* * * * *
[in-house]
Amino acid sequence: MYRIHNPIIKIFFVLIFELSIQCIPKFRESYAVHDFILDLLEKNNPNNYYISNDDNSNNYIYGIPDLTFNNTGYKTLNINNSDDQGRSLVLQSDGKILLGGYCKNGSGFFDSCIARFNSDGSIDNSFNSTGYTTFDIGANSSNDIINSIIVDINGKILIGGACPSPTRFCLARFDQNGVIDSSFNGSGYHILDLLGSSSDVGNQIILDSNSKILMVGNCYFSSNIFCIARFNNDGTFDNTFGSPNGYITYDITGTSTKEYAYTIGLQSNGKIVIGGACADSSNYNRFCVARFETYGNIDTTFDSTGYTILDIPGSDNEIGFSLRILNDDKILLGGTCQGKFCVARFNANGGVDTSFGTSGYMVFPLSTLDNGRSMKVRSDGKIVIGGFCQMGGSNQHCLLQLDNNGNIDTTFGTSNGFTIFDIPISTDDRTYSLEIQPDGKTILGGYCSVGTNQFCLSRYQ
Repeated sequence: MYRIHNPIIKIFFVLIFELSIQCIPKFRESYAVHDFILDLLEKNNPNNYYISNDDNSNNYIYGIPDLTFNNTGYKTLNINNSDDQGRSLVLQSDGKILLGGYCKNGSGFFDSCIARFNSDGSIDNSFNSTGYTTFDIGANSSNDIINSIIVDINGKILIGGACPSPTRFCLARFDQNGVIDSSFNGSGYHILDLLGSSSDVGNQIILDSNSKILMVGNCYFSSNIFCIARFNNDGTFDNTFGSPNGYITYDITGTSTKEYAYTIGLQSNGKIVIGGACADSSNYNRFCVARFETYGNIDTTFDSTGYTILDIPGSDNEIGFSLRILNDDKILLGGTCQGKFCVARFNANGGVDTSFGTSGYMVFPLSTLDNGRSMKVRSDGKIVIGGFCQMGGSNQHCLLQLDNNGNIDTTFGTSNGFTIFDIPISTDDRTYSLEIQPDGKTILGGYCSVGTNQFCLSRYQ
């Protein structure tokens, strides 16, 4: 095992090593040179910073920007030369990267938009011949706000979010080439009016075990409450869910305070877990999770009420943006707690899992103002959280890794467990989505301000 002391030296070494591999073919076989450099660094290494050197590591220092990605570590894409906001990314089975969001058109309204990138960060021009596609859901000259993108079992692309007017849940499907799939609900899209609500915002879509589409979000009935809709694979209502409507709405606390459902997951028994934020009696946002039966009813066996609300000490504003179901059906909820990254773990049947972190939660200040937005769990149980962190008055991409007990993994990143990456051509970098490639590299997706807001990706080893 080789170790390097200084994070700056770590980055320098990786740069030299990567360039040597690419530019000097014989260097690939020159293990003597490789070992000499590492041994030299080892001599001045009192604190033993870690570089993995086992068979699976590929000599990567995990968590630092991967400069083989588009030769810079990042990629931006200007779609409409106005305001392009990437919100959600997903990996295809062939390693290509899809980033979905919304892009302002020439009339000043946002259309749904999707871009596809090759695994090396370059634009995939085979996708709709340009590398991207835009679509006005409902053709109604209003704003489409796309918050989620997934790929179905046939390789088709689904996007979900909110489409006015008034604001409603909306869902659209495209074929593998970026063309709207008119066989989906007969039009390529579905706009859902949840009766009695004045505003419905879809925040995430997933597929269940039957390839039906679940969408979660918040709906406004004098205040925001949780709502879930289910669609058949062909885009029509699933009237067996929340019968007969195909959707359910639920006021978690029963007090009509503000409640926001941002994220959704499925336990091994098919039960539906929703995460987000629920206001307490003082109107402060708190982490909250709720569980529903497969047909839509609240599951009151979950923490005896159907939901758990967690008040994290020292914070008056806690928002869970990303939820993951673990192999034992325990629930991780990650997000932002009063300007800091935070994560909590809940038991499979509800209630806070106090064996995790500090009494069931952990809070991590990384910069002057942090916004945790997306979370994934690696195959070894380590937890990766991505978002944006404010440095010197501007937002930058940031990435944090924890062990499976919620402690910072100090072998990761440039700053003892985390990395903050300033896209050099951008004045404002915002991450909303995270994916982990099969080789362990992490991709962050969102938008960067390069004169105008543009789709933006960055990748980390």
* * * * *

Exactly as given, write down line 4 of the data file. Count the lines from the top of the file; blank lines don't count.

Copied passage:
């Protein structure tokens, strides 16, 4: 095992090593040179910073920007030369990267938009011949706000979010080439009016075990409450869910305070877990999770009420943006707690899992103002959280890794467990989505301000 002391030296070494591999073919076989450099660094290494050197590591220092990605570590894409906001990314089975969001058109309204990138960060021009596609859901000259993108079992692309007017849940499907799939609900899209609500915002879509589409979000009935809709694979209502409507709405606390459902997951028994934020009696946002039966009813066996609300000490504003179901059906909820990254773990049947972190939660200040937005769990149980962190008055991409007990993994990143990456051509970098490639590299997706807001990706080893 080789170790390097200084994070700056770590980055320098990786740069030299990567360039040597690419530019000097014989260097690939020159293990003597490789070992000499590492041994030299080892001599001045009192604190033993870690570089993995086992068979699976590929000599990567995990968590630092991967400069083989588009030769810079990042990629931006200007779609409409106005305001392009990437919100959600997903990996295809062939390693290509899809980033979905919304892009302002020439009339000043946002259309749904999707871009596809090759695994090396370059634009995939085979996708709709340009590398991207835009679509006005409902053709109604209003704003489409796309918050989620997934790929179905046939390789088709689904996007979900909110489409006015008034604001409603909306869902659209495209074929593998970026063309709207008119066989989906007969039009390529579905706009859902949840009766009695004045505003419905879809925040995430997933597929269940039957390839039906679940969408979660918040709906406004004098205040925001949780709502879930289910669609058949062909885009029509699933009237067996929340019968007969195909959707359910639920006021978690029963007090009509503000409640926001941002994220959704499925336990091994098919039960539906929703995460987000629920206001307490003082109107402060708190982490909250709720569980529903497969047909839509609240599951009151979950923490005896159907939901758990967690008040994290020292914070008056806690928002869970990303939820993951673990192999034992325990629930991780990650997000932002009063300007800091935070994560909590809940038991499979509800209630806070106090064996995790500090009494069931952990809070991590990384910069002057942090916004945790997306979370994934690696195959070894380590937890990766991505978002944006404010440095010197501007937002930058940031990435944090924890062990499976919620402690910072100090072998990761440039700053003892985390990395903050300033896209050099951008004045404002915002991450909303995270994916982990099969080789362990992490991709962050969102938008960067390069004169105008543009789709933006960055990748980390």